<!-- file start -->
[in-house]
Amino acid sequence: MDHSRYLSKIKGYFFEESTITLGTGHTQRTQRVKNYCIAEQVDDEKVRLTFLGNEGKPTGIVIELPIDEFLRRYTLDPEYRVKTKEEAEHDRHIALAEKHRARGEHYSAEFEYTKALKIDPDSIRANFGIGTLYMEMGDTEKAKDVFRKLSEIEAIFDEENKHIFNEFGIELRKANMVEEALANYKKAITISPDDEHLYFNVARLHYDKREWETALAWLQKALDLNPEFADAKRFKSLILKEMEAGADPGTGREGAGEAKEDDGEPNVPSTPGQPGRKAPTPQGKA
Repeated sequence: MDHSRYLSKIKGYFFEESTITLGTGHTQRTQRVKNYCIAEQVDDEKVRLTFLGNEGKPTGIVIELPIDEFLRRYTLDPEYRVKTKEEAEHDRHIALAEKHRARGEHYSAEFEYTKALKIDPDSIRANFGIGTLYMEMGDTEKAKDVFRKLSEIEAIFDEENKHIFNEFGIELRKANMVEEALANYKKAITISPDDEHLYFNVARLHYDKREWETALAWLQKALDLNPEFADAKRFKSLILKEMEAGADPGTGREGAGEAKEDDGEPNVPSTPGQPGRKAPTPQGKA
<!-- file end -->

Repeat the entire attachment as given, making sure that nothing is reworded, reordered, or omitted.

[in-house]
Amino acid sequence: MDHSRYLSKIKGYFFEESTITLGTGHTQRTQRVKNYCIAEQVDDEKVRLTFLGNEGKPTGIVIELPIDEFLRRYTLDPEYRVKTKEEAEHDRHIALAEKHRARGEHYSAEFEYTKALKIDPDSIRANFGIGTLYMEMGDTEKAKDVFRKLSEIEAIFDEENKHIFNEFGIELRKANMVEEALANYKKAITISPDDEHLYFNVARLHYDKREWETALAWLQKALDLNPEFADAKRFKSLILKEMEAGADPGTGREGAGEAKEDDGEPNVPSTPGQPGRKAPTPQGKA
Repeated sequence: MDHSRYLSKIKGYFFEESTITLGTGHTQRTQRVKNYCIAEQVDDEKVRLTFLGNEGKPTGIVIELPIDEFLRRYTLDPEYRVKTKEEAEHDRHIALAEKHRARGEHYSAEFEYTKALKIDPDSIRANFGIGTLYMEMGDTEKAKDVFRKLSEIEAIFDEENKHIFNEFGIELRKANMVEEALANYKKAITISPDDEHLYFNVARLHYDKREWETALAWLQKALDLNPEFADAKRFKSLILKEMEAGADPGTGREGAGEAKEDDGEPNVPSTPGQPGRKAPTPQGKA